What do Opiates do: Questions and Answers on how our body responds to opiates. National Institute of Drug Abuse
This article is especially written for young people and teens. It shows clearly how our brains get used to opiates and how easily it is to get addicted to Oxicontin, Codene, and other such opiate based drugs. Resource: National Institute of Drug Abuse
The Brain’s Response to
Opiates are made from opium, which comes from the poppy plant. They can have important medical benefits—they’re powerful painkillers, they are sometimes prescribed to control severe diarrhea, and they can also be found in cough medicine. Maybe you’ve heard of drugs called Vicodin, morphine, or codeine. These are examples of opiates. When used properly for medical purposes, they can be very helpful. Opiates used without a doctor’s prescription or in ways other than how they are prescribed, can be dangerous and addictive.
Heroin is another example of an opiate, but it isn’t used as a medicine—it’s used to get high.
How do Opiates work?
Opiates resemble natural chemicals that have binding sites in the brain and the body called opiate receptors. Scientists have identified three types of opiate receptors: mu, delta, and kappa (named after letters in the Greek alphabet). Each of these receptors is involved in different functions. For example, mu receptors are responsible for the pleasurable effects of opiates, and their pain-relieving properties.
Opiates act on many places in the brain and nervous system, including:
• The Limbic System, which controls emotions. Acting here, opiates can produce feelings of pleasure, relaxation, and contentment.
• The Brainstem, which controls things your body does automatically, like breathing. Opiates can act on the brainstem to slow breathing, stop coughing, and lessen feelings of pain.
• The Spinal Cord, which transmits sensations from the body. Opiates also act here to decrease feelings of pain, even following serious injuries.
Whether it is a medication like Vicodin or a street drug like heroin, the effects of opiates (and many other drugs) depend on how much you take and how you take it. If opiates are swallowed as pills, they take longer to reach the brain. If they are injected, they act faster and can produce a quick, intense feeling of pleasure followed by a sense of well-being and a calm drowsiness.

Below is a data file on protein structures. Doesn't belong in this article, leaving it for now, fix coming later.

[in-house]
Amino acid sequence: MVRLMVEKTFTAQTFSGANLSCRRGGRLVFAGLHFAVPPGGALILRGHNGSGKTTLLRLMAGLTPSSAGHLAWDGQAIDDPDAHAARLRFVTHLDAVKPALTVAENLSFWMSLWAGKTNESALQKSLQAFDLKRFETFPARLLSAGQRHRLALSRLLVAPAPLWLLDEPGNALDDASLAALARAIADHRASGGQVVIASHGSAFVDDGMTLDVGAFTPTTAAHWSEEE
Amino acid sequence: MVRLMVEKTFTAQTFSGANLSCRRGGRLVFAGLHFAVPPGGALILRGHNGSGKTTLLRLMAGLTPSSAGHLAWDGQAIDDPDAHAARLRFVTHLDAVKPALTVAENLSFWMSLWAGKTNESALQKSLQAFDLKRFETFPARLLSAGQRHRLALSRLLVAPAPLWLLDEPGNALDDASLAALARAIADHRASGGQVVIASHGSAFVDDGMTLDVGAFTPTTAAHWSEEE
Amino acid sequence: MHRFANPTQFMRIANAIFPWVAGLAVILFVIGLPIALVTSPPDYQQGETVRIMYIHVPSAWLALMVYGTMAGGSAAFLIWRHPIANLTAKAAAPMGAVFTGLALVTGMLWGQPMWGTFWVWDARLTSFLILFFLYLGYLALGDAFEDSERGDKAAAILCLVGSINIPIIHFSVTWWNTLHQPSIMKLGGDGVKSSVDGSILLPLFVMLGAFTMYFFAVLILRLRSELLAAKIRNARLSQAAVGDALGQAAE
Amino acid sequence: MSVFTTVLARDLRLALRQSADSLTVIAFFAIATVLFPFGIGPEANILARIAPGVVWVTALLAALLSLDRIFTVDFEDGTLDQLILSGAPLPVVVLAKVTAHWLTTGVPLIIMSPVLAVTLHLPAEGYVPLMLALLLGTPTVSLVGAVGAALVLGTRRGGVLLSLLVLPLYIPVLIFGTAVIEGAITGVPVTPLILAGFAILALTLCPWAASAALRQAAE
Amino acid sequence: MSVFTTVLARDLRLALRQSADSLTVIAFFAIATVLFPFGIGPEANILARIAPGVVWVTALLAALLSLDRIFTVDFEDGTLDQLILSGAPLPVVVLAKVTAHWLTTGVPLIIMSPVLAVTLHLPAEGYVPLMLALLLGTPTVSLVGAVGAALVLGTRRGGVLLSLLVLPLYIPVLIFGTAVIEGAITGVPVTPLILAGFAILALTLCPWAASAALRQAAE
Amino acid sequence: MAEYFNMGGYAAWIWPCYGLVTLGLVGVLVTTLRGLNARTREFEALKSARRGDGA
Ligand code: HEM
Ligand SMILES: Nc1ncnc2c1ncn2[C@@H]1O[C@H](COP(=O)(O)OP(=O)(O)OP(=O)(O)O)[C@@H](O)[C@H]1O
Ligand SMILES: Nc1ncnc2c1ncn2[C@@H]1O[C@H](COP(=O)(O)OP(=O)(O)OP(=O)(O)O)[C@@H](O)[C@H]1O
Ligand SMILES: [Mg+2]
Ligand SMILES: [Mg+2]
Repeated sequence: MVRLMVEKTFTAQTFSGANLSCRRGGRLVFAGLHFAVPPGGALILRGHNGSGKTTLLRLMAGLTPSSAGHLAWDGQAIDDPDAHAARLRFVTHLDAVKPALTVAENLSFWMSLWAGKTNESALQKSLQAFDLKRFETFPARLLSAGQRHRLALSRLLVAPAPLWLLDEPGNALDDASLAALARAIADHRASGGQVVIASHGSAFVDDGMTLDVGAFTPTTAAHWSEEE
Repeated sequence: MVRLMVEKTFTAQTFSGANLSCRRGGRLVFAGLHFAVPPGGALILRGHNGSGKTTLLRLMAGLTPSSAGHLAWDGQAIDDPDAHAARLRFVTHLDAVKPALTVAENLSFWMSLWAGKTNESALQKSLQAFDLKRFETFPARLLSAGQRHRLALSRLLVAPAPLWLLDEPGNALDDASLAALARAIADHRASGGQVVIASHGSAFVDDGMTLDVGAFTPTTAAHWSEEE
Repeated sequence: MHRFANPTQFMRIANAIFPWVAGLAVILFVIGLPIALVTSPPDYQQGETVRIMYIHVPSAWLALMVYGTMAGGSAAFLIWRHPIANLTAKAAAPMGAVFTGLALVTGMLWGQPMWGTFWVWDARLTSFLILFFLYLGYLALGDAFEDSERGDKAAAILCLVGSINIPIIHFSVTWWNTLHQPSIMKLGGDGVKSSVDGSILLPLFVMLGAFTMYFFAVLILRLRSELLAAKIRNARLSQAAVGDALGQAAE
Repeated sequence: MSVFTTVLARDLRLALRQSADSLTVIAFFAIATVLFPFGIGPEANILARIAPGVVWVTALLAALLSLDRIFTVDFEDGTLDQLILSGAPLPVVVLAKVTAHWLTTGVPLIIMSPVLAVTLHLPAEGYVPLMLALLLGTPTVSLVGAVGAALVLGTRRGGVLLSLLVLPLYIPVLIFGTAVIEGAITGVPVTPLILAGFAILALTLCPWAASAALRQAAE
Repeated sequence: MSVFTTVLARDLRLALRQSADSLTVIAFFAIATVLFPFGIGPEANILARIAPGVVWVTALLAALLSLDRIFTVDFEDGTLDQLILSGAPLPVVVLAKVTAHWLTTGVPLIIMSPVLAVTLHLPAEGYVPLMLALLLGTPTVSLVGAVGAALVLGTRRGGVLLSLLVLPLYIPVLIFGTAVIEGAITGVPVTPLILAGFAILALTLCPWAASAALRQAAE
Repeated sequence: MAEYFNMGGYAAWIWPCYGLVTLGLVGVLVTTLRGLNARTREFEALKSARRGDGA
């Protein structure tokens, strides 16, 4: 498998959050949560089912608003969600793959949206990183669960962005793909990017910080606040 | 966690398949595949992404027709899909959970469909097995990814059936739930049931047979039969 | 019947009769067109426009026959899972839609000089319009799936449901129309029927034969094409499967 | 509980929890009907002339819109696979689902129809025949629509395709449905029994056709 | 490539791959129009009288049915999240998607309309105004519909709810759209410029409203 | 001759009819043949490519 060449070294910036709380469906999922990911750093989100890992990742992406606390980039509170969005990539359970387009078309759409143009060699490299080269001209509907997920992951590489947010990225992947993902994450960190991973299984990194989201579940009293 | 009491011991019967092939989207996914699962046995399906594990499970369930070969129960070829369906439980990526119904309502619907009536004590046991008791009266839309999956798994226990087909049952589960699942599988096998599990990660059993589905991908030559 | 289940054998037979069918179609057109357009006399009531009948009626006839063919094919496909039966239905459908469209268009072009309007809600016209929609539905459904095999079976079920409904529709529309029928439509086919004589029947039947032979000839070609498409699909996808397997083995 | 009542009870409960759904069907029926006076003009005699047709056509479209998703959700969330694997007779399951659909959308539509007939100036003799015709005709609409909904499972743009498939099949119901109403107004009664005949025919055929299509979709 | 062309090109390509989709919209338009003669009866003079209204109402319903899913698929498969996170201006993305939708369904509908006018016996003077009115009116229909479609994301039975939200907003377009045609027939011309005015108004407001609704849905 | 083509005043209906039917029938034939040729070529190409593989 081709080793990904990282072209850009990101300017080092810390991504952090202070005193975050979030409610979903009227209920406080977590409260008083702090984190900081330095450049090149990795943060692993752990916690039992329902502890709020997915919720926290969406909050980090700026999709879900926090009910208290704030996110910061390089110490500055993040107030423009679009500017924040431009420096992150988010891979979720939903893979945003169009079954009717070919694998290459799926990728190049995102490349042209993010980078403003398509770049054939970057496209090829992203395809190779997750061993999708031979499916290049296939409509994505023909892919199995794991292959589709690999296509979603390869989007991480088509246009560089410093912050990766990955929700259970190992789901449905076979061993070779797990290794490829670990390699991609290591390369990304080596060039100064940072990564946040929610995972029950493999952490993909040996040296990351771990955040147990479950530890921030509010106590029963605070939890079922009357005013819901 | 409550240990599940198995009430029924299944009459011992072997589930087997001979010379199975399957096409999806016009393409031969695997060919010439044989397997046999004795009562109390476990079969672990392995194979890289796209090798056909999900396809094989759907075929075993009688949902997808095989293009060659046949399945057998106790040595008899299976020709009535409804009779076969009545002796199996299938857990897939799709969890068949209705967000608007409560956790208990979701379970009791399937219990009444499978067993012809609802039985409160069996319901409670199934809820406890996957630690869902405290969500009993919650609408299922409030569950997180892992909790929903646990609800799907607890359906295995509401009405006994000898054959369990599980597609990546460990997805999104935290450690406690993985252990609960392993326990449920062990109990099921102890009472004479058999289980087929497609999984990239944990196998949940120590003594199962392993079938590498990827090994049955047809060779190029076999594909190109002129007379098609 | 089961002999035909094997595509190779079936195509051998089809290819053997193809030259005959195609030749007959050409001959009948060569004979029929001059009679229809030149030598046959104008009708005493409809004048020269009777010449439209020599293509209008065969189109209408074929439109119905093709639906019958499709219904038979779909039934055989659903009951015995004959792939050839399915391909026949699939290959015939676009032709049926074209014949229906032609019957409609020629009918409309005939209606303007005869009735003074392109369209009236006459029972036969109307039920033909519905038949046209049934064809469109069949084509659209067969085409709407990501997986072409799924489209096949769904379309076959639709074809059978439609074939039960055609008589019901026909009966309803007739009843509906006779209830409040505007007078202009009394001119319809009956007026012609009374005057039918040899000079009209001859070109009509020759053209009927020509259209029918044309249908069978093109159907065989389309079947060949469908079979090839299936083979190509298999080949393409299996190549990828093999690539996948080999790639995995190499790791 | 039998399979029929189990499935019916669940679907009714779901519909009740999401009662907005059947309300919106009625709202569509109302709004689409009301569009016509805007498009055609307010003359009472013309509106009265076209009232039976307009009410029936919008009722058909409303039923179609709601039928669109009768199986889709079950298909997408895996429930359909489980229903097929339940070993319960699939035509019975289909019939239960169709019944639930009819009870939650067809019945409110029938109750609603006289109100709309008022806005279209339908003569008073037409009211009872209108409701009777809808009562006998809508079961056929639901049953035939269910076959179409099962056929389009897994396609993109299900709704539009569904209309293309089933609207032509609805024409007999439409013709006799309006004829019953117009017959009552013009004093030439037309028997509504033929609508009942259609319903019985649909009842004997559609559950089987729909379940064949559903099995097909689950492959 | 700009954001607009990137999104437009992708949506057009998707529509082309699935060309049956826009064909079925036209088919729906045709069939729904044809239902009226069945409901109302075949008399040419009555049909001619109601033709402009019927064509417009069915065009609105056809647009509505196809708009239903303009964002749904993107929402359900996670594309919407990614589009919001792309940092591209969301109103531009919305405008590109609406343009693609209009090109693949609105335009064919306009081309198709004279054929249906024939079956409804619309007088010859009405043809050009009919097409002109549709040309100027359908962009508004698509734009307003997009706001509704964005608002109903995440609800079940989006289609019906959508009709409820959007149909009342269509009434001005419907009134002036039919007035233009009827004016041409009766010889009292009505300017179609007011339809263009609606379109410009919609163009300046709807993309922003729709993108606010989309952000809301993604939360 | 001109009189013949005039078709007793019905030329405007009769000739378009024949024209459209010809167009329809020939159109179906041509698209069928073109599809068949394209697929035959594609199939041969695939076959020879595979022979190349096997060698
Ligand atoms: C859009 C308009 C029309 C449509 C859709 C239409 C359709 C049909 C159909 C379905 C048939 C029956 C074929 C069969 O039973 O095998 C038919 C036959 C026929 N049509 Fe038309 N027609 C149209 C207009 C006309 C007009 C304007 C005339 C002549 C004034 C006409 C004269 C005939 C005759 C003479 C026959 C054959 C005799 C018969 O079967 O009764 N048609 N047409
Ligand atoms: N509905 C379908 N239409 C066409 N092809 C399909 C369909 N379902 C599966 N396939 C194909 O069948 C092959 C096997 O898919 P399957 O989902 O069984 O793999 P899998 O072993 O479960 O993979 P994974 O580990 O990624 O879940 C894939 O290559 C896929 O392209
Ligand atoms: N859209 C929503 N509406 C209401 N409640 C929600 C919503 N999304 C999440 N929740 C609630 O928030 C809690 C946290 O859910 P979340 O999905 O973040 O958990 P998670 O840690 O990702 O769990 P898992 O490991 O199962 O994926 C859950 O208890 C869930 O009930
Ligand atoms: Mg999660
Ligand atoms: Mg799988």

How Does Someone Become Addicted to Opiates?
Long-term opiate use changes the way nerve cells work in the brain. This happens even to people who take opiates for a long time to treat pain, as prescribed by their doctor. The nerve cells grow so used to having opiates around that when they are taken away suddenly, the person can experience a wide range of symptoms in the brain and body. These are known as withdrawal symptoms.
Have you ever had the flu? You probably experienced symptoms such as aching, fever, sweating, shaking, or chills. These are similar to withdrawal symptoms, but withdrawal symptoms are much worse. Yuck!
That is why, when used as medicine, opiates should be carefully monitored by a doctor—so that a person knows how much to take and when and how to stop taking them to lessen the chances of withdrawal symptoms. Eventually, the cells will work normally again, but that takes time.
Someone who is addicted to opiates has other symptoms as well—they cannot control how much drug they take, even though it may be having harmful effects on their life and their health. They have strong urges to take the drug—called cravings—and they don’t feel satisfied by natural rewards (chocolate, a walk on the beach).
In other words they can’t feel happy or content without the drug.
Click here to download a PDF on > opiates
National Institute of Drug Abuse. Mind Over Matter. Retrieved 12-29-2012 from http://www.drugabuse.gov/publications/mind-over-matter/opiates